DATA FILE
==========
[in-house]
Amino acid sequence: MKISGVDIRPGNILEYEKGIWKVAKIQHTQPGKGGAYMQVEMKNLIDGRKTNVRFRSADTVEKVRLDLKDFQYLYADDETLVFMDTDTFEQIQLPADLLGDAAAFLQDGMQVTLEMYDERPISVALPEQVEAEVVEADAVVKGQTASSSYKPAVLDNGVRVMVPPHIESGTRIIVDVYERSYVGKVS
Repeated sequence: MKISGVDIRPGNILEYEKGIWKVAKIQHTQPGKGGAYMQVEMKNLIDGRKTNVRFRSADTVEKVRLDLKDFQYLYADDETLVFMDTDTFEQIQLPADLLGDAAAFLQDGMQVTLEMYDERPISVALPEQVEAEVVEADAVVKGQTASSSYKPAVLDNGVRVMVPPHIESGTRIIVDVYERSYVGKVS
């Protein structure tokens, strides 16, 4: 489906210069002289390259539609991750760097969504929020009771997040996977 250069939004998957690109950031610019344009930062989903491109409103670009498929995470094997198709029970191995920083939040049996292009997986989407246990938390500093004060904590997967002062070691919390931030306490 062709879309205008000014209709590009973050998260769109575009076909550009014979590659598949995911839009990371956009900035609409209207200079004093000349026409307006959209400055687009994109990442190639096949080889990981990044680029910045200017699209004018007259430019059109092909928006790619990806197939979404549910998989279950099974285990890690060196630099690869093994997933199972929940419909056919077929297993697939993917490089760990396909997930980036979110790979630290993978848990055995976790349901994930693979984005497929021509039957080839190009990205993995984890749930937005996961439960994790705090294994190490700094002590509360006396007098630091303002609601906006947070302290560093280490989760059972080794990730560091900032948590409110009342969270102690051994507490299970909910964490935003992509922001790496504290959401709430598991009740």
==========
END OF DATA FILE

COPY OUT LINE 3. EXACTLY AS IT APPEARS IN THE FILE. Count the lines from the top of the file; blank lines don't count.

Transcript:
Repeated sequence: MKISGVDIRPGNILEYEKGIWKVAKIQHTQPGKGGAYMQVEMKNLIDGRKTNVRFRSADTVEKVRLDLKDFQYLYADDETLVFMDTDTFEQIQLPADLLGDAAAFLQDGMQVTLEMYDERPISVALPEQVEAEVVEADAVVKGQTASSSYKPAVLDNGVRVMVPPHIESGTRIIVDVYERSYVGKVS